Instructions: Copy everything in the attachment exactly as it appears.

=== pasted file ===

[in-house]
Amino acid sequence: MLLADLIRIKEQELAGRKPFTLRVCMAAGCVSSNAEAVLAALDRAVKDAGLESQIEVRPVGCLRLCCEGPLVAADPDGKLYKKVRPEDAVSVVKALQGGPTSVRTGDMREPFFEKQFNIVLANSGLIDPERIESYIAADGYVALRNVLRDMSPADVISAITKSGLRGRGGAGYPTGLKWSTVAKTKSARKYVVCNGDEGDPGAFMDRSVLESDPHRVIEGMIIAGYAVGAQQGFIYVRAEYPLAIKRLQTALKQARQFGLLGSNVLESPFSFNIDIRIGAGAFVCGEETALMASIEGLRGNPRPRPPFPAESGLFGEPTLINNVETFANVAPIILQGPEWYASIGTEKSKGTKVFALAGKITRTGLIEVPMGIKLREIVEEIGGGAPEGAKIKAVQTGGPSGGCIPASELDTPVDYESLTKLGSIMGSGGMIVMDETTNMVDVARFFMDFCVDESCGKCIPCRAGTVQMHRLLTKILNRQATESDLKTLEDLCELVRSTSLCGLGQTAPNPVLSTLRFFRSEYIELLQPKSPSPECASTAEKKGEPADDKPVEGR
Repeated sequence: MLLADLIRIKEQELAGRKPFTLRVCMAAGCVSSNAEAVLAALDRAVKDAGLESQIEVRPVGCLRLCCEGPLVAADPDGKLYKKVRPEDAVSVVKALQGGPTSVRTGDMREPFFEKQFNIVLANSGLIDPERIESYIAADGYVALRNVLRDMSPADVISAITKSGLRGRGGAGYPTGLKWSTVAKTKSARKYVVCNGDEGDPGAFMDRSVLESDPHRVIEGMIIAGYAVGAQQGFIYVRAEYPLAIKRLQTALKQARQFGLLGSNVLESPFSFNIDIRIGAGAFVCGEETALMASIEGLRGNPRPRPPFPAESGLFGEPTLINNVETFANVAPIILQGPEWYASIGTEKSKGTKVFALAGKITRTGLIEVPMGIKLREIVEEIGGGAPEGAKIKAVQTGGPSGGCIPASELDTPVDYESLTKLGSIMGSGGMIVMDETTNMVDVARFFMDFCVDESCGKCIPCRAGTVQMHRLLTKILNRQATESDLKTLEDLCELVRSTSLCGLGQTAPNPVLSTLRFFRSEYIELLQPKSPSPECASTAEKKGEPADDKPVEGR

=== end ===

[in-house]
Amino acid sequence: MLLADLIRIKEQELAGRKPFTLRVCMAAGCVSSNAEAVLAALDRAVKDAGLESQIEVRPVGCLRLCCEGPLVAADPDGKLYKKVRPEDAVSVVKALQGGPTSVRTGDMREPFFEKQFNIVLANSGLIDPERIESYIAADGYVALRNVLRDMSPADVISAITKSGLRGRGGAGYPTGLKWSTVAKTKSARKYVVCNGDEGDPGAFMDRSVLESDPHRVIEGMIIAGYAVGAQQGFIYVRAEYPLAIKRLQTALKQARQFGLLGSNVLESPFSFNIDIRIGAGAFVCGEETALMASIEGLRGNPRPRPPFPAESGLFGEPTLINNVETFANVAPIILQGPEWYASIGTEKSKGTKVFALAGKITRTGLIEVPMGIKLREIVEEIGGGAPEGAKIKAVQTGGPSGGCIPASELDTPVDYESLTKLGSIMGSGGMIVMDETTNMVDVARFFMDFCVDESCGKCIPCRAGTVQMHRLLTKILNRQATESDLKTLEDLCELVRSTSLCGLGQTAPNPVLSTLRFFRSEYIELLQPKSPSPECASTAEKKGEPADDKPVEGR
Repeated sequence: MLLADLIRIKEQELAGRKPFTLRVCMAAGCVSSNAEAVLAALDRAVKDAGLESQIEVRPVGCLRLCCEGPLVAADPDGKLYKKVRPEDAVSVVKALQGGPTSVRTGDMREPFFEKQFNIVLANSGLIDPERIESYIAADGYVALRNVLRDMSPADVISAITKSGLRGRGGAGYPTGLKWSTVAKTKSARKYVVCNGDEGDPGAFMDRSVLESDPHRVIEGMIIAGYAVGAQQGFIYVRAEYPLAIKRLQTALKQARQFGLLGSNVLESPFSFNIDIRIGAGAFVCGEETALMASIEGLRGNPRPRPPFPAESGLFGEPTLINNVETFANVAPIILQGPEWYASIGTEKSKGTKVFALAGKITRTGLIEVPMGIKLREIVEEIGGGAPEGAKIKAVQTGGPSGGCIPASELDTPVDYESLTKLGSIMGSGGMIVMDETTNMVDVARFFMDFCVDESCGKCIPCRAGTVQMHRLLTKILNRQATESDLKTLEDLCELVRSTSLCGLGQTAPNPVLSTLRFFRSEYIELLQPKSPSPECASTAEKKGEPADDKPVEGR